And the original post: I am beginning to realise that at least once a year, I use this blog to tell off fanatics. So far, it has been Islamist nut-jobs who got offended by my piece on Salman Rushdie. Then some time later, I wrote about Mumbai and Rohinton Mistry and some Hindu fundamentalists (what an oxymoron that is!) were equally offended. Both these links here will take you to what I wrote in those instances.
Last week I tweeted about Gilad Atzmon's new book and that has apparently offended some Zionist club of fanatics. Apparently, according to tweets and blogs and other online fora where these fanatics dwell, my reading of a book by a dissident Israeli brands me an "anti-Semite", a Holocaust denier and/or a Nazi supporter.
Full disclosure: I know Gilad professionally as we share the same literary agent although by no stretch of imagination can we be considered friends. I like his music and respect his writing and political convictions although there are many points of disagreement as well. And we are bound by our mutual respect and affection for Shimon Tzabar, the literary legend and human being par excellence (and one of the few utterly moral people I have had the privilege of knowing).
What I wrote for Rushdie applies now to the Zionist nut-jobs accusing me of anti-Semitism, and beautifully demonstrating their own narrow-minded, ignorant racism in their comments. I will not repeat all of that piece as you can check the link above if you really care to learn but I will make a specific point.
Of the many Zionist accusations, the one I find most ridiculous is the one where I am apparently 'playing to a Muslim audience.' It shows the ignorance and idiocy of my Zionist accusers who see a brown woman with an exotic name and assume she must be a Muslim. So for the record, let me repeat what I wrote to the Islamist nut-jobs way back when and redirect it to my Zionist accusers (Aside: hilarious how Anton Block's narcissism of minor differences applies so well to both):
As a Hindu, I grew up in a household where books were kissed (like Rushdie's household). But more importantly, I also grew up in a home where pens, notebooks, and more recently - with typically Hindu logic – laptops are worshipped. Every year on Diwali, you see, we are required to offer prayers to Durga – the goddess of war – and to our weapons that she is believed to embody and inhabit. In my childhood, my family would clean and polish old swords, spears, revolvers and rifles on every Diwali. And at midnight, these weapons would be placed on the altar and anointed with kumkum, turmeric, ghee. We would conduct an aarti, the polished metal of the weapons gleaming through the fragrant smoke of diyas and agarbattis.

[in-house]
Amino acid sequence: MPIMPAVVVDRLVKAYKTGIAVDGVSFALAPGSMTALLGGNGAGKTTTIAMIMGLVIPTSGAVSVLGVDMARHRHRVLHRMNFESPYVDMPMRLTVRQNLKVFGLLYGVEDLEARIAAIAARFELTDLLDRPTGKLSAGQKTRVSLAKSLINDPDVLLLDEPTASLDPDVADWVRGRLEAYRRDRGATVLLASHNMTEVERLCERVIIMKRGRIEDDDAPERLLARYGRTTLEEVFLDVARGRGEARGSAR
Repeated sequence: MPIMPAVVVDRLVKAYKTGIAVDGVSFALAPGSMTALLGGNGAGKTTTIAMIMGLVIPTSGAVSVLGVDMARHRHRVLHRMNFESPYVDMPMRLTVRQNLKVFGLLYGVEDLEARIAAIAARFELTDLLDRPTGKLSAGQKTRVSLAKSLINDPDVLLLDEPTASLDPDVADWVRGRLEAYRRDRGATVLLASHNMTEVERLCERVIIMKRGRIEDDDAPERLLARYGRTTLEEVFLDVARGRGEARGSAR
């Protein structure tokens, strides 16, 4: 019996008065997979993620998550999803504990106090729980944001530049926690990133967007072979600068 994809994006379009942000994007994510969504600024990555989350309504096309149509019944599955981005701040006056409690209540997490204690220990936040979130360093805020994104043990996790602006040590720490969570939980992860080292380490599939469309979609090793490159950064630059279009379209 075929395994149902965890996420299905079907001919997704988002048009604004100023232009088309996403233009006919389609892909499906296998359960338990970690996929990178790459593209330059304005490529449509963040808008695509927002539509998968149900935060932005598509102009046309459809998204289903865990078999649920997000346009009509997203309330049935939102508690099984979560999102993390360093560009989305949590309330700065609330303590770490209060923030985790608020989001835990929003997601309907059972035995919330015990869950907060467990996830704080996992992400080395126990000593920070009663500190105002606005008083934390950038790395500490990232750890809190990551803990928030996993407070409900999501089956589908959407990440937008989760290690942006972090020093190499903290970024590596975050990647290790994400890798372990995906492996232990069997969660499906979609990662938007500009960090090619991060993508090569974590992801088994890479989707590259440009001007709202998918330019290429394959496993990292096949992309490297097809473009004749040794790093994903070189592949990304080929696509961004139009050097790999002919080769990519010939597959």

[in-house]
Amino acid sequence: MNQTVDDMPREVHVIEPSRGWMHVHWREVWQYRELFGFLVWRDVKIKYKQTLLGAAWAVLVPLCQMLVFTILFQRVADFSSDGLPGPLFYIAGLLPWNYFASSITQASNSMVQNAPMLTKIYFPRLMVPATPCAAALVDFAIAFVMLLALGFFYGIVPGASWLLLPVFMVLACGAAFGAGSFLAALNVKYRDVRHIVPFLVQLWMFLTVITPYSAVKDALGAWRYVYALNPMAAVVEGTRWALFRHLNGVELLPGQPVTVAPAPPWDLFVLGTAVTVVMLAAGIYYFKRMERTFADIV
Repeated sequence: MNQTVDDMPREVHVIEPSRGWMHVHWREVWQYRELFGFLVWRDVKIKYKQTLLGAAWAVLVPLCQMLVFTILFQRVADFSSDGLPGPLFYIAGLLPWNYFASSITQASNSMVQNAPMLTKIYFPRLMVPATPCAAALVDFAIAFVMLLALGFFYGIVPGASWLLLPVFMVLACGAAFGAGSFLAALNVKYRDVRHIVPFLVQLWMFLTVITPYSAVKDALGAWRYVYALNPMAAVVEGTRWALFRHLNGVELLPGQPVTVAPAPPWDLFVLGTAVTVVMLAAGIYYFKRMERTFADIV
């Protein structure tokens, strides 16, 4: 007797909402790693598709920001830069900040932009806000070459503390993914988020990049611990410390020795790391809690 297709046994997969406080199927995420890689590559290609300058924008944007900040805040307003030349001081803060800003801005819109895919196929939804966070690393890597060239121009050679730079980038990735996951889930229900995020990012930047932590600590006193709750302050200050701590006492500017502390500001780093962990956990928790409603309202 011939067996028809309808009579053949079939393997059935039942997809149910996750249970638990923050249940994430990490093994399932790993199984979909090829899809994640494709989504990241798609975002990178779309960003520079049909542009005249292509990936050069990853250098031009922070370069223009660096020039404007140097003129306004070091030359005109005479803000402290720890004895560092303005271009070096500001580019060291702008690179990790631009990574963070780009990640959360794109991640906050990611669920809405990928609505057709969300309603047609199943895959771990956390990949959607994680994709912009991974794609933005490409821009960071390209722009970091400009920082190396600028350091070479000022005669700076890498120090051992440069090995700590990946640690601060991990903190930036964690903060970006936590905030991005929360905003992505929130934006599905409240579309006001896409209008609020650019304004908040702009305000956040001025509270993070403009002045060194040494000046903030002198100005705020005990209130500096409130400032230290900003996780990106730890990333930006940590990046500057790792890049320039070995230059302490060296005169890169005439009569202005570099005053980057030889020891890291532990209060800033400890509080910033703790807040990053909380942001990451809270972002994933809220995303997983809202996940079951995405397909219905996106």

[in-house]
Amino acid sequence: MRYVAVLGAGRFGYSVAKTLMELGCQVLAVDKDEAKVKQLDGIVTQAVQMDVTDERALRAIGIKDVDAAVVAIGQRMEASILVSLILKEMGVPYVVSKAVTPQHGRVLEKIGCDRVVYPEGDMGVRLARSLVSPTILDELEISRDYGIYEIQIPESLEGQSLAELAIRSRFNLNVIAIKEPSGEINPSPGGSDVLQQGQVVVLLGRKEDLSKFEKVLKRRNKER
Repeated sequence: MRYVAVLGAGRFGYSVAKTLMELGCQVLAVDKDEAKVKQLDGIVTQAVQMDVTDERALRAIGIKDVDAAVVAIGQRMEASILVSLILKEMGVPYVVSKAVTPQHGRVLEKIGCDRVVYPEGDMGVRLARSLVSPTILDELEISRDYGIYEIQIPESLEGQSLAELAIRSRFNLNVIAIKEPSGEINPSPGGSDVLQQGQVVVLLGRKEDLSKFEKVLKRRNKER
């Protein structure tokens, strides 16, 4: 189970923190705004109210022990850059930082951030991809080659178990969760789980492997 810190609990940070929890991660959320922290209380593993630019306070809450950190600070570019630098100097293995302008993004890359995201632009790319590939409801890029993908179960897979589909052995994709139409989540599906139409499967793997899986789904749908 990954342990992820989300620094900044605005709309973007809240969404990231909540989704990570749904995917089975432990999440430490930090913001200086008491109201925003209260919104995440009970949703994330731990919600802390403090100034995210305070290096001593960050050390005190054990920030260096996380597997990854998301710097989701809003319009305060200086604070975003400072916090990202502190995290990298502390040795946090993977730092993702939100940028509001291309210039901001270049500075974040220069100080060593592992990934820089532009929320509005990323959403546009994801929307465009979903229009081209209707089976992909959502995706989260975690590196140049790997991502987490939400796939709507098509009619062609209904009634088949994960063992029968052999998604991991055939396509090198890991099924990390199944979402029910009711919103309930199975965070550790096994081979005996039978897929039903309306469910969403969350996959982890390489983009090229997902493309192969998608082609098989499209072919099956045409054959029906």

While I was still a child, my grandmother began the tradition of placing our schoolbooks and pens on the altar instead of weapons. She said that in the coming world, these would be our weapons. That tradition endures and to this day, I place my laptop, even draft manuscripts, on the altar on Diwali. It is a tradition I plan to uphold and live for the rest of my life.
The point I am making is simple: keep those threats and hate mails coming!
I am not about to back down from saying what I believe. And I am not about to back down from fighting for what I believe. And I am not – like some writers – about to “self-censor” my writing because some pathetic, cowardly, creature out there may be offended.
This is not about Rushdie or Mistry or Atzmon! This is about my right to words, stories, opinions. And I will be damned if I let go of those without a fight!
A final point to note: fanatics are not only to be found on all ends of the spectrum, but they also show the same lack of imagination when it comes to the depth of their arguments. Good to know that there is a meeting point for fanatics of all ilk somewhere even though its marked by an acute absence of intelligence and imagination.